Cookies on this website
We use cookies to ensure that we give you the best experience on our website. If you click 'Continue' we'll assume that you are happy to receive all cookies and you won't see this message again. Click 'Find out more' for information on how to change your cookie settings.
Skip to main content

Thousands of genes are involved in the regulation of our day-to-day metabolism and relatively little is understood about their function. One key protein, an ABC Transporter called ABCC5, has recently been predicted to be a susceptibility gene for Type 2 diabetes. In a new study selected as Editor's Choice in Obesity, Associate Professor Heidi de Wet has confirmed ABCC5's role in energy metabolism and identified the mechanism behind its metabolic impact for the first time.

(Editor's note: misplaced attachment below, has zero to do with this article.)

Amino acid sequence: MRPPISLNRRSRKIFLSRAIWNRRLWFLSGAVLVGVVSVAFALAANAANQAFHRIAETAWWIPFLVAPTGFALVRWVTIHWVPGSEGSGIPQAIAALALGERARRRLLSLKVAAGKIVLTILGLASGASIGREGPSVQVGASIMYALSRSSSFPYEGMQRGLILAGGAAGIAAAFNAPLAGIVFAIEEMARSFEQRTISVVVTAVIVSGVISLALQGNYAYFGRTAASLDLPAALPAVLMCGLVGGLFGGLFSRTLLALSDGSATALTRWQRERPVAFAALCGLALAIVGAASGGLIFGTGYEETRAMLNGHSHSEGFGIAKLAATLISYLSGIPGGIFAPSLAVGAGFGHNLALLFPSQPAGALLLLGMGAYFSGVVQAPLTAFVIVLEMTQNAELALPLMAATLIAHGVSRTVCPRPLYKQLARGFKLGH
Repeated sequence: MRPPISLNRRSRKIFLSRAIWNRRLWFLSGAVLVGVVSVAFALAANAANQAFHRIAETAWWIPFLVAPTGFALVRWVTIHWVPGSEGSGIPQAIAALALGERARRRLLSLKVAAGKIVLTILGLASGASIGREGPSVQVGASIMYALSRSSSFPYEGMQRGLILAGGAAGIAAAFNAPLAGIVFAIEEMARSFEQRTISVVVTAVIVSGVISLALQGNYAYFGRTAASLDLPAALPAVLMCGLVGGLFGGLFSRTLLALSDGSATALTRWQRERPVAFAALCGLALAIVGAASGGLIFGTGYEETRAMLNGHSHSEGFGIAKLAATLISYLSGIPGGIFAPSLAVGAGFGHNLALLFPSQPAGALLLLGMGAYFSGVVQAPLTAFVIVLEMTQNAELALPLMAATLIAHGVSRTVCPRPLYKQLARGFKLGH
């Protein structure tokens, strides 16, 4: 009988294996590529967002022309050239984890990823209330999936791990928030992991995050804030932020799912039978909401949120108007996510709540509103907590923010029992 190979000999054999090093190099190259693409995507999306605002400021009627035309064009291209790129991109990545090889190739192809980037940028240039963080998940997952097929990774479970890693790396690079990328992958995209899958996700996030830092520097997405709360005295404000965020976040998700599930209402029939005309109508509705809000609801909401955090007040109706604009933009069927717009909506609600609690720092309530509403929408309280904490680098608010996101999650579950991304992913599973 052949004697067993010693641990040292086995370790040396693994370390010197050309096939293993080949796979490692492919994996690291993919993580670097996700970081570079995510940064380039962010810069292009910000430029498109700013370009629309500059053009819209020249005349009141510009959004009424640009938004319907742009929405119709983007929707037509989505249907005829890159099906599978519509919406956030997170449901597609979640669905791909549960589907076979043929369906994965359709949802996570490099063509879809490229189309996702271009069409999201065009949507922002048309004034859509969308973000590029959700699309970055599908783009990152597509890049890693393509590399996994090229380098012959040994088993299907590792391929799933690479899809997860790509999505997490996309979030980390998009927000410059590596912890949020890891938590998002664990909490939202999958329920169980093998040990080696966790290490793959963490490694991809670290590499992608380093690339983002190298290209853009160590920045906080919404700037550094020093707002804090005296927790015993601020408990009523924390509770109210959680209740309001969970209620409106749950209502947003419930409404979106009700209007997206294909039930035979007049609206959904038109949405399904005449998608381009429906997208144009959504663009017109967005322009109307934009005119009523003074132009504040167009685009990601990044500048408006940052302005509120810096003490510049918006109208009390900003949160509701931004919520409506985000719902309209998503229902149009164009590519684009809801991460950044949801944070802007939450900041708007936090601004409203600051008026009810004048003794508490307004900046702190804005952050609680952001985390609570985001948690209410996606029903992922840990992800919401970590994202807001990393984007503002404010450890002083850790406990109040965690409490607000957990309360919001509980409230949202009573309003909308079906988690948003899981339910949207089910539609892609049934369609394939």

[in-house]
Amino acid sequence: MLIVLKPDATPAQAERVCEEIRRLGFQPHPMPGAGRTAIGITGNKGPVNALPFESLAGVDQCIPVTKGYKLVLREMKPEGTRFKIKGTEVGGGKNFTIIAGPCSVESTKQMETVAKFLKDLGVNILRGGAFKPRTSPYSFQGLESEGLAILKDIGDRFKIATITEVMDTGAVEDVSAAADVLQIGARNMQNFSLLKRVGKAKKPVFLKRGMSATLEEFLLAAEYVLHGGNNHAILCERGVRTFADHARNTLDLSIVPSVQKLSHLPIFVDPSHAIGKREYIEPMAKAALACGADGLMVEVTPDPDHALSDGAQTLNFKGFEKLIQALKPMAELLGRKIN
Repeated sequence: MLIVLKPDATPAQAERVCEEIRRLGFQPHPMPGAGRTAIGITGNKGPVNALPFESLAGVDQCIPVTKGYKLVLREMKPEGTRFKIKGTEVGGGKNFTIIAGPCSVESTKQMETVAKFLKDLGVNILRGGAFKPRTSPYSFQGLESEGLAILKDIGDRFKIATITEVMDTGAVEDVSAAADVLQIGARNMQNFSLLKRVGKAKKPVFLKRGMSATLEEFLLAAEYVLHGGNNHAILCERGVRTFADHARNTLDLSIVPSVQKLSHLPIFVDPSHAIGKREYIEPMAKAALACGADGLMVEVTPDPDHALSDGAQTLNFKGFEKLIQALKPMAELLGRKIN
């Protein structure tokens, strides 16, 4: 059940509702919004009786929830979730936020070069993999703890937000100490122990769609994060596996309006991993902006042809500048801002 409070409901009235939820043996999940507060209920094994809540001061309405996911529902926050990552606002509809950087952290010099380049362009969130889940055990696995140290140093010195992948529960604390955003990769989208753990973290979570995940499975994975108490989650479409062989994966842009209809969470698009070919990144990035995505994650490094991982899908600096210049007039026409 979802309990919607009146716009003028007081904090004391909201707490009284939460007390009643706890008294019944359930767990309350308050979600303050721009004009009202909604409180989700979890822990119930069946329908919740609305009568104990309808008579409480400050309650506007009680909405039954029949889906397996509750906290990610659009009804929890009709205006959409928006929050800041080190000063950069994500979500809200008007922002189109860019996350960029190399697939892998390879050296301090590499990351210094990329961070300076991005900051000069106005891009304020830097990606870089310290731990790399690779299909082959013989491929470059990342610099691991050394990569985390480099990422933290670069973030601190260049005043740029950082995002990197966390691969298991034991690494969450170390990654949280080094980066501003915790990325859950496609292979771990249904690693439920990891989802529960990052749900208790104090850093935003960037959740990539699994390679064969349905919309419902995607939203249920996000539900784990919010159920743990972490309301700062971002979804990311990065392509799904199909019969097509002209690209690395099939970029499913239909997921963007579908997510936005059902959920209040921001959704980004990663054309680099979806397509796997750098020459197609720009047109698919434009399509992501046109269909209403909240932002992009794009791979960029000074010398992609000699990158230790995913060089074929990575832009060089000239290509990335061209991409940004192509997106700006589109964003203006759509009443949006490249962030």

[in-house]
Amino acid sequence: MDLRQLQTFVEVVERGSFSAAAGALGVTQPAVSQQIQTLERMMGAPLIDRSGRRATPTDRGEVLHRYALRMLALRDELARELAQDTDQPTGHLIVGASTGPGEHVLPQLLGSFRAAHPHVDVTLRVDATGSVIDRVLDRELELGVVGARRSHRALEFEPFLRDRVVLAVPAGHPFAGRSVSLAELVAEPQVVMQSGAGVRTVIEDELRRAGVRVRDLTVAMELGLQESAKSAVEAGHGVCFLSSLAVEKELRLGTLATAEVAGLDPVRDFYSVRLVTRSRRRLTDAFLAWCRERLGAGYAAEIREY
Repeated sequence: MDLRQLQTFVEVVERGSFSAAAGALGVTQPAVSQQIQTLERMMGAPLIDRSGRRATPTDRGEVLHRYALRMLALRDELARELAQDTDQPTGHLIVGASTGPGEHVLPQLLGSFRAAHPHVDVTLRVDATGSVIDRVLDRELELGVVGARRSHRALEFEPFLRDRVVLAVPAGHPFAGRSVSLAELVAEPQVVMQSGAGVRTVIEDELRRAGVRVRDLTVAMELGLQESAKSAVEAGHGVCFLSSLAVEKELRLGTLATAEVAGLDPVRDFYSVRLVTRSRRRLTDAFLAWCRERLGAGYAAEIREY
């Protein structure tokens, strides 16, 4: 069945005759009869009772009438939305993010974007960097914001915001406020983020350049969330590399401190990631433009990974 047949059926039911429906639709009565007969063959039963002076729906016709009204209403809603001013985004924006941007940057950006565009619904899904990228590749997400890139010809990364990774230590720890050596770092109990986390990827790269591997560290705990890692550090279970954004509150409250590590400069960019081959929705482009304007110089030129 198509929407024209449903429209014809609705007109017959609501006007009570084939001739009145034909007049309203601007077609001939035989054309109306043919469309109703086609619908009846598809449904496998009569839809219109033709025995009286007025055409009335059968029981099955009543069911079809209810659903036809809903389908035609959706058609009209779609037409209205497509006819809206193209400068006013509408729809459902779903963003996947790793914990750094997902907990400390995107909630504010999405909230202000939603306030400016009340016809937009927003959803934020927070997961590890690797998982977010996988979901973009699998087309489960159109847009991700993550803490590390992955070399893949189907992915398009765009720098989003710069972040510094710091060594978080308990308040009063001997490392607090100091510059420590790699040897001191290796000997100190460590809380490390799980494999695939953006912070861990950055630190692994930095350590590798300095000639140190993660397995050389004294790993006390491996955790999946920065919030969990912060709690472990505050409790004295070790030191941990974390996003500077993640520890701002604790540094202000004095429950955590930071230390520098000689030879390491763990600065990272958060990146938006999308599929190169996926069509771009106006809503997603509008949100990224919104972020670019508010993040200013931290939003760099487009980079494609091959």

New study discovers genetic changes linked to leukaemia in children with down2019s syndrome © Shutterstock

A multitude of physiological signals regulates our appetite and metabolism. An empty stomach triggers the “hunger hormone”, Ghrelin, which acts on the brain to stimulate feelings of hunger. When the stomach becomes full, those hunger signals are muted. The arrival of digested food in the small intestine from the stomach engages with hormone-secreting cells known as enteroendocrine cells. These cells are the first point of contact between you and your food: the digested food triggers receptors on these endocrine cells causing them to release hormones into the circulatory system. These hormones have very important downstream effects: they regulate the release of insulin from the pancreas, prompt capillaries to move blood towards the stomach to absorb the food, trigger feelings of satiety in the brain, and interacts with the liver, muscle and fat to enable it to absorb glucose. In essence, “these hormones are spectacularly important because they drive human metabolism in response to food.” explains Professor de Wet.

Read more (Department of Physiology, Anatomy & Genetics website)

Also featured in the Oxford Science Blog (University of Oxford website)